Improving the load time of your user interface can have a direct impact upon the user experience of your application as well as an indirect impact in competitive search engine rankings. We’ve all experienced websites that took multiple seconds to load and required numerous page loads to complete a sequence. The wait time in aggregate becomes laborious and unless we really need that application or resource, we may be inclined to abort the sequence and move on. So with that in mind, let’s take a look at a few quick and easy wins for optimization the user interface speed.
First and foremost, one should start by looking at the underlying server application. If there are problems with slow-loading SQL queries or a lack or RAM which cause the application to respond slowly, then trying to optimize the application’s interface will be like worrying about a rain drop in a monsoon. So make sure the basic server application is in good health and has sufficient hardware resources to support it.
As you begin to look at the performance of your interface, there are a few good profiling tools that can be used to “instrument” your application and expose any issues. In particular I like Yahoo’s YSlow.
Below are a few items worth taking a look at:
1. Images Use – this is a conversation for your content department. They need to understand when to use Gif, JPG, and PNG compression schemes for images. Proper use of the correct compression in the right context can help to reduce the image size considerably. Also, make sure they are not uploading 2MB images and striking them down to display in a 200x200px area. This little bugaboo seems simple but is surprisingly common. A little image education for your content team will go a long way!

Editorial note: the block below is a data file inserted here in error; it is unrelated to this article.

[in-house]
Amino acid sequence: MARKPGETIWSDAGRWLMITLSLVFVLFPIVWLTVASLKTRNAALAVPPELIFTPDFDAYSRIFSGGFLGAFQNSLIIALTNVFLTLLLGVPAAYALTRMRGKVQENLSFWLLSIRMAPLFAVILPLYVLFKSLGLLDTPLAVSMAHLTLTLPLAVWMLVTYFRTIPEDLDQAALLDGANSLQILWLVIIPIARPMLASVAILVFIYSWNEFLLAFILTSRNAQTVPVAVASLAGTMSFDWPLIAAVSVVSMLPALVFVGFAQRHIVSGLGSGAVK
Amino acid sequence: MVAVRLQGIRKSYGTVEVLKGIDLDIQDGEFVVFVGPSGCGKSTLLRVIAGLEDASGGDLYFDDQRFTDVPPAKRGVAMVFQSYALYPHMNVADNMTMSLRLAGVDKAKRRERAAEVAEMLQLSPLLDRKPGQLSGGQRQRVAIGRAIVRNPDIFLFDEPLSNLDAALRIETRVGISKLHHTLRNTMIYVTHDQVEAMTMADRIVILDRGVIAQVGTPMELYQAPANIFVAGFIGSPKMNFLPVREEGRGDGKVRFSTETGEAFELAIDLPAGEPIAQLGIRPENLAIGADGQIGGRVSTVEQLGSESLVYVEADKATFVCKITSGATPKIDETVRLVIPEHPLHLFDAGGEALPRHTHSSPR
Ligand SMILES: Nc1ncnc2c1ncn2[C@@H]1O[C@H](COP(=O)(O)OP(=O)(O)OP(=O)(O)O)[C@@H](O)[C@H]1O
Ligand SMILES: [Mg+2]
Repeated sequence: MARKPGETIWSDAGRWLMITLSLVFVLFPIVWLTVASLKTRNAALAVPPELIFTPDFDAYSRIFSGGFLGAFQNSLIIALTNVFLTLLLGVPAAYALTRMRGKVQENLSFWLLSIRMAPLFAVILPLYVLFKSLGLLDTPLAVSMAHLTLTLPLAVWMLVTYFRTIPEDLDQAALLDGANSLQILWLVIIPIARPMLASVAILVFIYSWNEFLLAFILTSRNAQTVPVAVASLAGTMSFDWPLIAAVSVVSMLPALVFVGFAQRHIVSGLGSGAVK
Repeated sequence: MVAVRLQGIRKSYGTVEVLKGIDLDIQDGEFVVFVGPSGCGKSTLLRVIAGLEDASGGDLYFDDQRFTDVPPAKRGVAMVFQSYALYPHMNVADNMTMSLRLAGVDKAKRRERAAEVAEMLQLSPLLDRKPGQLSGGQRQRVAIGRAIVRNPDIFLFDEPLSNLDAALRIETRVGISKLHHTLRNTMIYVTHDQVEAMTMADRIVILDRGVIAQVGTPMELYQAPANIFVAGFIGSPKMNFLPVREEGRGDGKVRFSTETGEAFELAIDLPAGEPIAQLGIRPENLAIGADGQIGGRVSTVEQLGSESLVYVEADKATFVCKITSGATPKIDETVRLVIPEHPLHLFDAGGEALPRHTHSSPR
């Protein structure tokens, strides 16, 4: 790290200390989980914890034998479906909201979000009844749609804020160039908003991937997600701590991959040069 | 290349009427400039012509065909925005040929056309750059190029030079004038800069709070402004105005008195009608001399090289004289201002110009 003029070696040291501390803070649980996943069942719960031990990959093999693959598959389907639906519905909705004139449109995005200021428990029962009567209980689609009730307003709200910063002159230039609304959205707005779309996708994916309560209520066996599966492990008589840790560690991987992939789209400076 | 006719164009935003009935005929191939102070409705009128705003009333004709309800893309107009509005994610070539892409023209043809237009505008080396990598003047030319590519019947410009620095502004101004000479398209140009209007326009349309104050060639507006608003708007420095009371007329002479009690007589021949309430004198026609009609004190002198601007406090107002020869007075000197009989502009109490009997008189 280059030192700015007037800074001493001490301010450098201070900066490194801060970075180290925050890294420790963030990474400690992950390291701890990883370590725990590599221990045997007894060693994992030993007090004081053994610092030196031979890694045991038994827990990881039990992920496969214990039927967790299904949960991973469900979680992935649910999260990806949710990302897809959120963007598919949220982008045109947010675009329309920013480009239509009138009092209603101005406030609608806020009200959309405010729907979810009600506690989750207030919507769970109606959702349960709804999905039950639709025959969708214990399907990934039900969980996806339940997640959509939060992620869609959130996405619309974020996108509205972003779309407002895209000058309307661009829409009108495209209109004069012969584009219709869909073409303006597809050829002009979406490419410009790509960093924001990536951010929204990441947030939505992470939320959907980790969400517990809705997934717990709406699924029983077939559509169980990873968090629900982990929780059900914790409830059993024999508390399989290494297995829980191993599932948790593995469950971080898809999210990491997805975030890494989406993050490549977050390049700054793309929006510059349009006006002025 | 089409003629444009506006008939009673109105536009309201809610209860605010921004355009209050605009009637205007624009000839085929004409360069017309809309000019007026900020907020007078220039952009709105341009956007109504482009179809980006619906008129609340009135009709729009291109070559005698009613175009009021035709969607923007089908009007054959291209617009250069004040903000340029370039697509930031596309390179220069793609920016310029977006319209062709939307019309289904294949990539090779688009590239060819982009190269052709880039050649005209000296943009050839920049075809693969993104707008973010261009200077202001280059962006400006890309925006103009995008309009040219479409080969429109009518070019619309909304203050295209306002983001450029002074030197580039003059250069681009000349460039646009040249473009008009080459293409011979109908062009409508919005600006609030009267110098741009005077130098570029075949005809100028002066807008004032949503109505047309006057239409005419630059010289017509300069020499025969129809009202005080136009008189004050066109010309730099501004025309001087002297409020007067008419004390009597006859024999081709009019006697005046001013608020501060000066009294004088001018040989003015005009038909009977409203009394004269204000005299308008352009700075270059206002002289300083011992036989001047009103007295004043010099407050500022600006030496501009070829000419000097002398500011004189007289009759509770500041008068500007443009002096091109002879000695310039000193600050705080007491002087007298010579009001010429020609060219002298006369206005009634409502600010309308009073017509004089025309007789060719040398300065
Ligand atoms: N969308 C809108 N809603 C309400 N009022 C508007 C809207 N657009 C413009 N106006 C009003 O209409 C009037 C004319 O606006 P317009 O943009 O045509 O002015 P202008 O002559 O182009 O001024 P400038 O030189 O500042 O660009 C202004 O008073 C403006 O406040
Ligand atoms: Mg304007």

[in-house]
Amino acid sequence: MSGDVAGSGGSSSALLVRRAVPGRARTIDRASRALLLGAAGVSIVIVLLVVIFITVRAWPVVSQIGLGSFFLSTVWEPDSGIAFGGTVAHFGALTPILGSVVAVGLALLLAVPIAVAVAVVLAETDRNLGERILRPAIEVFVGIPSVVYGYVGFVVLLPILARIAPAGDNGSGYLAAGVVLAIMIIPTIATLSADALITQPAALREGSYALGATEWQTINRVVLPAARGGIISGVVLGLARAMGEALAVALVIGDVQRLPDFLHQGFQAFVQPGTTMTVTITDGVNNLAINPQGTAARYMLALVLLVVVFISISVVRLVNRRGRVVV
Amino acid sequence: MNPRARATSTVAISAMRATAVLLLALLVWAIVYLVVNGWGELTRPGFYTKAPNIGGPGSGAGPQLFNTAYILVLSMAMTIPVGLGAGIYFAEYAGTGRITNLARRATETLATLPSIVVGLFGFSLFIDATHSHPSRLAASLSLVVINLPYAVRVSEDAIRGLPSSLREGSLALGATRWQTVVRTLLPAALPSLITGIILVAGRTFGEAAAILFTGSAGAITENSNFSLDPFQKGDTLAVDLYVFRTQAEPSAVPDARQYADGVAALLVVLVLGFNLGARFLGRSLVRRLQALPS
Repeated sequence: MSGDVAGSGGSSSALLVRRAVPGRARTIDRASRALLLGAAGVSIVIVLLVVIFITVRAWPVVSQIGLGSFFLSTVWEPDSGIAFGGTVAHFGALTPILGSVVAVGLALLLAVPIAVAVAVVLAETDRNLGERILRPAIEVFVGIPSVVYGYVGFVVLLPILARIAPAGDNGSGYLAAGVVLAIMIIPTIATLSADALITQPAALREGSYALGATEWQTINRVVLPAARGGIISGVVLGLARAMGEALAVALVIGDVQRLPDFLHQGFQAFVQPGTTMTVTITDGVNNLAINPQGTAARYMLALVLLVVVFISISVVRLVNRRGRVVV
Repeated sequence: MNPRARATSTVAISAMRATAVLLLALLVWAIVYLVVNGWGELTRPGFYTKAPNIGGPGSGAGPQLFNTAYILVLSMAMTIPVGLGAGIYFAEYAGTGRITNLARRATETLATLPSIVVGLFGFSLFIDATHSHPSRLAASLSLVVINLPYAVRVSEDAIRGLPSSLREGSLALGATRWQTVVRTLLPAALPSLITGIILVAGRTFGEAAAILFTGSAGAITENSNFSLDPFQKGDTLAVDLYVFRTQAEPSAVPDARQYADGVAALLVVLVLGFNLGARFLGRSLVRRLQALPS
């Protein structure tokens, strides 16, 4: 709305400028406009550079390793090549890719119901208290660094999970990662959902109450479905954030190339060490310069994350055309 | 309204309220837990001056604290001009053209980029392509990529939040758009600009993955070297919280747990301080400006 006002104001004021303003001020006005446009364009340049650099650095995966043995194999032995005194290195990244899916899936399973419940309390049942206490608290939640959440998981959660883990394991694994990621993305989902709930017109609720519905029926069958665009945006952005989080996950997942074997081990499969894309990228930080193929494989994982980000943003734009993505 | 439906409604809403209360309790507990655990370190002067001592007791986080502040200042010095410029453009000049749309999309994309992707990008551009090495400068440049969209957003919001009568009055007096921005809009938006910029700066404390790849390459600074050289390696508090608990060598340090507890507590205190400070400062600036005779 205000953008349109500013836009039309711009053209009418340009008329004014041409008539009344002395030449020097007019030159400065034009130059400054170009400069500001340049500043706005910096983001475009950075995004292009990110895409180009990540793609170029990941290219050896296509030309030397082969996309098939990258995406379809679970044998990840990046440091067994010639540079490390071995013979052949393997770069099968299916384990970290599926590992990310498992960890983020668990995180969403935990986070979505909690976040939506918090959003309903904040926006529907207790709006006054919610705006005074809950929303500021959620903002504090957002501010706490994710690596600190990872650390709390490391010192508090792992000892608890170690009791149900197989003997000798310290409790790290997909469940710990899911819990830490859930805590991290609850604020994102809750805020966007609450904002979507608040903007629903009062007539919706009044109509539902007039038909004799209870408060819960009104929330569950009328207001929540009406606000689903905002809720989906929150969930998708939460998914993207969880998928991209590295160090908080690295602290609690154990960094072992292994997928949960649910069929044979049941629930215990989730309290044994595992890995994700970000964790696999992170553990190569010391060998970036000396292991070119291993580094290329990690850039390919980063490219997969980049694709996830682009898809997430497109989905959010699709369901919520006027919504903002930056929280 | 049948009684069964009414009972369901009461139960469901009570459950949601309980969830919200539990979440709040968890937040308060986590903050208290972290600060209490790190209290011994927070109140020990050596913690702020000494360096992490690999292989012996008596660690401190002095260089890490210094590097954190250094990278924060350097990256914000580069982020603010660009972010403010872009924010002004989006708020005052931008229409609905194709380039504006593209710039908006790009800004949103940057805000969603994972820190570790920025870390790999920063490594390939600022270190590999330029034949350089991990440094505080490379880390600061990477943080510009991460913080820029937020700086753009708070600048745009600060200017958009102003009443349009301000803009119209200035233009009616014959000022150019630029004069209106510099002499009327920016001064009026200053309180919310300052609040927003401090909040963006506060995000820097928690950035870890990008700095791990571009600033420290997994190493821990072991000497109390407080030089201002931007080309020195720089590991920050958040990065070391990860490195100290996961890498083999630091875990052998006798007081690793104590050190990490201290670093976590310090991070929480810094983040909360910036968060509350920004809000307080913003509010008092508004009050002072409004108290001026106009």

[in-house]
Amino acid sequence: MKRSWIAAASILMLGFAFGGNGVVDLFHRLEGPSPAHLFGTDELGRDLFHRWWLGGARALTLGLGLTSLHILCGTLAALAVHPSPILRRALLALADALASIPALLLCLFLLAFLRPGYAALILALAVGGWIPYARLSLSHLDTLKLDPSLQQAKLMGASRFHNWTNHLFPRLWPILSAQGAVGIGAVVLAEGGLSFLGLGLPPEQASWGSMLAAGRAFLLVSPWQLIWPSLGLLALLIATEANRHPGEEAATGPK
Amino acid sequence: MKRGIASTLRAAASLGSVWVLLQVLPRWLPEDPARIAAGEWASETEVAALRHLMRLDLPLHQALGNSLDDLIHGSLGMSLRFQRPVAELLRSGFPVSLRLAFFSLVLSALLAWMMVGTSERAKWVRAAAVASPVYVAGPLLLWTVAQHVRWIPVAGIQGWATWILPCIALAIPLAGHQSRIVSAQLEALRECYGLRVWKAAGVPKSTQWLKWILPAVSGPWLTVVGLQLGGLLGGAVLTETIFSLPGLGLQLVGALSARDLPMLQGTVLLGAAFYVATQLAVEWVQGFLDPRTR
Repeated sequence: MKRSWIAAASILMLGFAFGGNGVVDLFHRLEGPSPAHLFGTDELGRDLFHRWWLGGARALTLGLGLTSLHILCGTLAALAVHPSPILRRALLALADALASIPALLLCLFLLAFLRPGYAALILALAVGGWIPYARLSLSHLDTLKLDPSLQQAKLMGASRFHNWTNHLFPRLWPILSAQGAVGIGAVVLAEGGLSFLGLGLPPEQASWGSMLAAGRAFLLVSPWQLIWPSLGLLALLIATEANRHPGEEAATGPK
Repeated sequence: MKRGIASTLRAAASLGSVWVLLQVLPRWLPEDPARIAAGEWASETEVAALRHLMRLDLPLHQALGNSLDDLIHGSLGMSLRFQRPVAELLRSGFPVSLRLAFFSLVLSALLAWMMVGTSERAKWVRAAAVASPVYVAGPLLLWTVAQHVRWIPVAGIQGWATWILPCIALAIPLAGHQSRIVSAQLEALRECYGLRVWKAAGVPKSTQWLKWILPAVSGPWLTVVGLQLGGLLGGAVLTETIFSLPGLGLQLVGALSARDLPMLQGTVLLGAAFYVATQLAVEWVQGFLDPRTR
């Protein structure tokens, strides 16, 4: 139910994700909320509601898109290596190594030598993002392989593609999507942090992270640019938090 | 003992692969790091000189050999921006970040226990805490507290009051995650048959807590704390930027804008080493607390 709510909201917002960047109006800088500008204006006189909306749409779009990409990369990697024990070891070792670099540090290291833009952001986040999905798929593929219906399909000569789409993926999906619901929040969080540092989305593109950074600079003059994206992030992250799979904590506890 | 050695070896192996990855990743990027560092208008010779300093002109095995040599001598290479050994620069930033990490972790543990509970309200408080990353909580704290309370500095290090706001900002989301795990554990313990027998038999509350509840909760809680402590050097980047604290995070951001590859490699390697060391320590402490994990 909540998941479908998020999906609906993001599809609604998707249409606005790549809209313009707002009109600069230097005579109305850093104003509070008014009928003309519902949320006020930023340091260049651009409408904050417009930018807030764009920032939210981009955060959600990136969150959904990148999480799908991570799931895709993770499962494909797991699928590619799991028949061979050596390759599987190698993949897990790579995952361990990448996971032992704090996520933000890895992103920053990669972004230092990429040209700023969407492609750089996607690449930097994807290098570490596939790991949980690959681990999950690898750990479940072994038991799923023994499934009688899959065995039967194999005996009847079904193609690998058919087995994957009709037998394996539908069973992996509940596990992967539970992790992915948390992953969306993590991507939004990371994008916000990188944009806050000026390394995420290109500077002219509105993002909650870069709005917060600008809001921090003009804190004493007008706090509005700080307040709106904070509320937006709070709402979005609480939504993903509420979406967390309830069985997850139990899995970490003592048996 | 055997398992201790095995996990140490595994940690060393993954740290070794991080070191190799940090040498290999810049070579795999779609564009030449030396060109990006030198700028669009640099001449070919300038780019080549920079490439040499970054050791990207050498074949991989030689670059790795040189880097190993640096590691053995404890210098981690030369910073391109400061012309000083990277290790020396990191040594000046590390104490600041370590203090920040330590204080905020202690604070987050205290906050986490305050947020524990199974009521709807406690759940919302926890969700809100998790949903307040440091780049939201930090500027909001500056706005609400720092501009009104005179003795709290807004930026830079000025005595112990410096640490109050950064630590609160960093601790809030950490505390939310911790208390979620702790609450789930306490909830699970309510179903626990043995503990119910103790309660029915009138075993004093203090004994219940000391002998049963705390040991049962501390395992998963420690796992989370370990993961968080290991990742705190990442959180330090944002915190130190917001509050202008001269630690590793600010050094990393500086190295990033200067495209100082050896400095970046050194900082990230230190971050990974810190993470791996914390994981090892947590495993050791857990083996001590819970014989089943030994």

2. Content Delivery – If you are a popular site with national or international exposure, consider using a content delivery network such as Amazon AWS or Akamai. They maintain server clusters spread out geographically and will syndicate out your content to all these servers, allowing end-consumers to employ least cost routing and download those images from the nearest servers. Simply having those requested assets traveling a shorter distance alone can make quite a difference. If you’re a smaller geographically specific site, use a regional ISP to host your application.
4. GZip – Add a few instructions to your .htaccess file (assuming a Linux server) and allow your server to GZip all of your assets. This again can significantly reduce the size of each asset and provide incremental speed improvement. Most modern browsers are already able to accept GZip files so its just a matter of enabling your server. You can just include this snippet at the top of your htaccess file:
AddOutputFilterByType DEFLATE text/plain
AddOutputFilterByType DEFLATE text/html
AddOutputFilterByType DEFLATE text/xml
AddOutputFilterByType DEFLATE text/css
AddOutputFilterByType DEFLATE application/xml
AddOutputFilterByType DEFLATE application/xhtml+xml
AddOutputFilterByType DEFLATE application/rss+xml
# End Gzip
5. Keep Alive – Make sure your server is setup to allow HTTP connections to stay alive for the duration of the page download. It can then use the same connections for the sequential resource requests and not need to re-negotiate connections.
Not all of these items has a profound impact on user experience alone, but if you look at this effort in aggregate, it can lead to substantial gains in load time, and allow you to improve your user experience with minimal additional cost. And alot of the caching considering and image sizes etc can be helped with simple-to-use plugins for open source frameworks such as Drupal and WordPress. W3 Cache in particular is useful for managing browser cache, GZip, and data object cache.